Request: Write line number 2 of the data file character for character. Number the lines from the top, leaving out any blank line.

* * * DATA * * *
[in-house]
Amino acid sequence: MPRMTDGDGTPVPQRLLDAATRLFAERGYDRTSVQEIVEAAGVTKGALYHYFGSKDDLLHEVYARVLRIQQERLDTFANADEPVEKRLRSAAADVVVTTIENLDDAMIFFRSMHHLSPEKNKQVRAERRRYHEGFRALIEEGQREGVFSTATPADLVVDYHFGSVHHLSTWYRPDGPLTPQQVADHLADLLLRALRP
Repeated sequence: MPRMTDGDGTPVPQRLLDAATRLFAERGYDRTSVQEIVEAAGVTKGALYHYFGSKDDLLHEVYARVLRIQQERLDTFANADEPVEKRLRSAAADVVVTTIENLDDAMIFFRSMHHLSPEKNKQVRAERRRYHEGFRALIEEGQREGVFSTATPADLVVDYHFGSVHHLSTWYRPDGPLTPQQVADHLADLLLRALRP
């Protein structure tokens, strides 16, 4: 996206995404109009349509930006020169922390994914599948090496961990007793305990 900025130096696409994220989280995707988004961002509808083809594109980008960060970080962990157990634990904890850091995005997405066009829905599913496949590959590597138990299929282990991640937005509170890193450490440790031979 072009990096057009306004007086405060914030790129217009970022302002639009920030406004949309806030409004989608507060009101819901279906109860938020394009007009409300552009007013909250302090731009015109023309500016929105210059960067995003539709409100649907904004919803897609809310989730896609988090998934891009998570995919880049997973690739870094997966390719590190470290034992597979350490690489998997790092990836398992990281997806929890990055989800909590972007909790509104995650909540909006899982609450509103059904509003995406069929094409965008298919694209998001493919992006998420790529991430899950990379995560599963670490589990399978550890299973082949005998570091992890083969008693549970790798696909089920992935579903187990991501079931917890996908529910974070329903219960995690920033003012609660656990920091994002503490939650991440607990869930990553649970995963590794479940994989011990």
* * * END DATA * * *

Amino acid sequence: MPRMTDGDGTPVPQRLLDAATRLFAERGYDRTSVQEIVEAAGVTKGALYHYFGSKDDLLHEVYARVLRIQQERLDTFANADEPVEKRLRSAAADVVVTTIENLDDAMIFFRSMHHLSPEKNKQVRAERRRYHEGFRALIEEGQREGVFSTATPADLVVDYHFGSVHHLSTWYRPDGPLTPQQVADHLADLLLRALRP